‘Tragedy is an imitation of an action that is admirable, complete and possesses in magnitude; in language made pleasurable, each of its species separated in different parts; performed by actors, not through narration; effecting through pity and fear the catharsis of such emotions.’ Aristotle, Poetics (4th Century BC). – Examining Samuel Beckett’s Endgame

What defines a piece of literature as a tragedy? How subjective is the categorization of a text – is it open to individual interpretation or must it conform to a set of pre-existing rules? In the 4th century BC Greek philosopher Aristotle set out that very thing, a set of rules that, as he saw it, defined what a tragedy was. But looking to a 20th century play such as Samuel Beckett’s Endgame, do these rules still apply? Through analysis of the various elements of Beckett’s play and the various dramatic and linguistic techniques he employs, we can begin to understand to what degree the play can be said to conform to Aristotle’s description, or equally, to what degree it departs from said definition, and what effect this achieves.

Endgame is a play steeped in negativity from the outset. Dissecting Beckett’s opening stage directions we are given the impression of a stage that is shaped like a skull, with the two windows as eyes and Hamm as lead protagonist acting as the mouthpiece. The skull, as a universal symbol of death, thus foreshadows all events that take place upon the stage. As do the opening lines, Clov stating ‘Finished, it’s finished, nearly finished, it must be nearly finished.’ The grim finality of these words is undeniable, they hint towards an ending, just as the very title of the play does too. Thus, from the play’s outset, so many aspects already point towards tragedy, helping to create, as Aristotle outlines, a sense of magnitude. It is significant also, that this sense is created through means other than narrative – the tragedy is something beyond the simple story of the play, instead becoming a far more overarching and powerful theme.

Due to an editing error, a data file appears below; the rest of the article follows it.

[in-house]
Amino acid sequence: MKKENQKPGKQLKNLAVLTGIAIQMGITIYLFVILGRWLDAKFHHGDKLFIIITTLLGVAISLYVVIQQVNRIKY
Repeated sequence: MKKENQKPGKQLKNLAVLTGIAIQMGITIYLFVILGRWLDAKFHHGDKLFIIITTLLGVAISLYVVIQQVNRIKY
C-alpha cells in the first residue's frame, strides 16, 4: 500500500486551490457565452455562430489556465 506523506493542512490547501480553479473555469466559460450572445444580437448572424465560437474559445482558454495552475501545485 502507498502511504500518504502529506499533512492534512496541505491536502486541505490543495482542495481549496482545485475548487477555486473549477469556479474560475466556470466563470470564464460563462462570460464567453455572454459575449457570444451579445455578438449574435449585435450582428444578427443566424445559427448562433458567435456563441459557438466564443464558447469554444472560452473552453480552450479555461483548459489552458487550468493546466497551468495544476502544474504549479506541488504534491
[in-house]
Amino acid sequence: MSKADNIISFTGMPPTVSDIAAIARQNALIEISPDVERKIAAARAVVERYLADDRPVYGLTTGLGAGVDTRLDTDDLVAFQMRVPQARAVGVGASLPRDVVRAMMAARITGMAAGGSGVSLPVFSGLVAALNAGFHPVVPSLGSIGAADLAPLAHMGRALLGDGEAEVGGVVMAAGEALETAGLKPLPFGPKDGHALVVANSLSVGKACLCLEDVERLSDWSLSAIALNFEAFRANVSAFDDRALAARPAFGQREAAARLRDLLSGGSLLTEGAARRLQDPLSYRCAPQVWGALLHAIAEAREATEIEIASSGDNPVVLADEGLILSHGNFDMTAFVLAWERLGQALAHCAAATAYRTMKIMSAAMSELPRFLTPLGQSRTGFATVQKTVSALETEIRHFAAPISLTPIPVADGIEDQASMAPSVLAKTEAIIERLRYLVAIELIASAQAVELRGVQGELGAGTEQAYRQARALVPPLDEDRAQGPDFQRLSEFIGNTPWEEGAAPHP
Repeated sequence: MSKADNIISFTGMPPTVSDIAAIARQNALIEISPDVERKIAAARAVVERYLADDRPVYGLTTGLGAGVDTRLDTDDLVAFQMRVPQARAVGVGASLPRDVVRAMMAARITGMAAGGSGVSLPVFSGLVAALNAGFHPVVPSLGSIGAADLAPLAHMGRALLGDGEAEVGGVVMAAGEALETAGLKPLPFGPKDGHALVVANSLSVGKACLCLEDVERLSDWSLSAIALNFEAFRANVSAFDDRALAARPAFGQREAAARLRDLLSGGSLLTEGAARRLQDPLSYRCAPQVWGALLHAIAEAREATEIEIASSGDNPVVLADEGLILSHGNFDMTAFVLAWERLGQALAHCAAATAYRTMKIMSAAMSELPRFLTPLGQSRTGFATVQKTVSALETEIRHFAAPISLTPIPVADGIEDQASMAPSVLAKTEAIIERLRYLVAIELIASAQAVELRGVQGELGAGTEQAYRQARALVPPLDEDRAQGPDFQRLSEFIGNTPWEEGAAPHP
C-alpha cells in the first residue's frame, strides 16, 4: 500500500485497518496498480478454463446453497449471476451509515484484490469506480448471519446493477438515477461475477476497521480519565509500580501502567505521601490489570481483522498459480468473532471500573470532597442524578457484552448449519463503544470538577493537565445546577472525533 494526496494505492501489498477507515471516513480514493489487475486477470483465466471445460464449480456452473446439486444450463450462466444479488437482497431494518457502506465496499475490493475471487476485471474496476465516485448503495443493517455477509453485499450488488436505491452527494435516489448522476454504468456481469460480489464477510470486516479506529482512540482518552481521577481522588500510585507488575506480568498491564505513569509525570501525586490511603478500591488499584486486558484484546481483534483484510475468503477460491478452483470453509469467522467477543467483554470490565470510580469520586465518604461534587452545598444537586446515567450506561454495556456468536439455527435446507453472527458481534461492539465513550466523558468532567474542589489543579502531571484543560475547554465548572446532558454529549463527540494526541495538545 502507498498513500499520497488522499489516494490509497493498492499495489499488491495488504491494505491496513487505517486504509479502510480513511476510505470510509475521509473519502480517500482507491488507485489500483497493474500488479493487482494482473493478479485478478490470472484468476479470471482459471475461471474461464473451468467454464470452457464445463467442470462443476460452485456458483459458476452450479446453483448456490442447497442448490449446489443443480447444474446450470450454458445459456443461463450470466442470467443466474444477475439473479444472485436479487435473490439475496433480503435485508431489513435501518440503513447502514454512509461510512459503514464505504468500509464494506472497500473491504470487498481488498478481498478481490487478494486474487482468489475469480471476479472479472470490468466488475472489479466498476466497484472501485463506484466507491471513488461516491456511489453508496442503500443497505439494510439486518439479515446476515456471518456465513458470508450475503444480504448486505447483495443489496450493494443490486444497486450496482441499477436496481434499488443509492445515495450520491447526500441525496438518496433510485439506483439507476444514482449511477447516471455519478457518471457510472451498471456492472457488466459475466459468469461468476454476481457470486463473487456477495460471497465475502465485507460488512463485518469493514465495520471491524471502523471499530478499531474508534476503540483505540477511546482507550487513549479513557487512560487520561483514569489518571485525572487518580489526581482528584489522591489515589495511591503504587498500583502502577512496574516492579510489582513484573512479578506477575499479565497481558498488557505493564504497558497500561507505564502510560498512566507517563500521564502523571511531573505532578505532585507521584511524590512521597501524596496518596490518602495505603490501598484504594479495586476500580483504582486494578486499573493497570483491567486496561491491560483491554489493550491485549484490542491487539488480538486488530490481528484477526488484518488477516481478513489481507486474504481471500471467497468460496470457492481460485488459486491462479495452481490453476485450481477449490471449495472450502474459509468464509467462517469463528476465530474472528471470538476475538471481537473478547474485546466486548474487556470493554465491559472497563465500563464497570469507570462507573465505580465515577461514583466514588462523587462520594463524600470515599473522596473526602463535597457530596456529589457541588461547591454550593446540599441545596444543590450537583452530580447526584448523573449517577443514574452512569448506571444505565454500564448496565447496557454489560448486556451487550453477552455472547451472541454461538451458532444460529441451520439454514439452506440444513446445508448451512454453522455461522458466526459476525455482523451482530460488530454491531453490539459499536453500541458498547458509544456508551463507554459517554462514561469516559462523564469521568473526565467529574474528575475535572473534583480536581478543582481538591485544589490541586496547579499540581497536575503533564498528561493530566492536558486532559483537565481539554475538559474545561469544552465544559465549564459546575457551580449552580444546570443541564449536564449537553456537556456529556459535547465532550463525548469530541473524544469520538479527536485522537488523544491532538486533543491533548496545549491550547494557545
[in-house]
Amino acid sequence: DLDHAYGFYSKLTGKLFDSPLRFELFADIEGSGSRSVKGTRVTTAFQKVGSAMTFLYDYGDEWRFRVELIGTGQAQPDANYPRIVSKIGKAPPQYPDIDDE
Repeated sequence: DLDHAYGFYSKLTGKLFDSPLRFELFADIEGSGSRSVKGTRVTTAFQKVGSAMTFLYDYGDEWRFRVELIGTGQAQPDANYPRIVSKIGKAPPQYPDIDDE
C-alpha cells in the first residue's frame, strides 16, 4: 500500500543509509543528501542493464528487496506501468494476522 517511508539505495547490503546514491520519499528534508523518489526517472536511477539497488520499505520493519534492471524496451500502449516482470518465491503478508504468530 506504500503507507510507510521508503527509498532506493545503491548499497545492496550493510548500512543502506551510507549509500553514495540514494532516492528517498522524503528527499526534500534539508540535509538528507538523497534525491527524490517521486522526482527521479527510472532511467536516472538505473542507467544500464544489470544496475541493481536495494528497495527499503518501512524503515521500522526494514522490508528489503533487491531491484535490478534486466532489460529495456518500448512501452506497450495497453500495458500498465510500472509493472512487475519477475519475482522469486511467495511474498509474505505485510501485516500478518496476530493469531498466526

At the core of the play lies the relationship between Hamm and Clov. Clov’s position is highly submissive; he is the servant to Hamm’s whim, fulfilling his every wish. Yet despite this, there is an odd symbiosis to them, they are dependent on each-other and seemingly can’t function independently. This is highlighted in the final parts of the play where Clov tries to leave, but ultimately can’t, Hamm stating ‘It’s we are obliged to each other’. It is a relationship steeped in tragedy; looking to Aristotle’s definition we can find both pity and fear in copious measures.

We pity both characters, Clov most obviously for his thankless servitude to Hamm. Hamm is also a subject for pity though. On a base level, he is the most powerful character, but as the play progresses, we realise he is also highly vulnerable and with his inability to stand, is limited in his movement. This depiction of him draws allusions to the play’s title and its reference to chess terminology, Hamm becoming the king. He is a character of constant contradictions, nothing about him is whole or ordered, and thus we pity him and his fractured nature – the tragedy being that he in so many ways is incomplete, so much so that he almost becomes inhuman.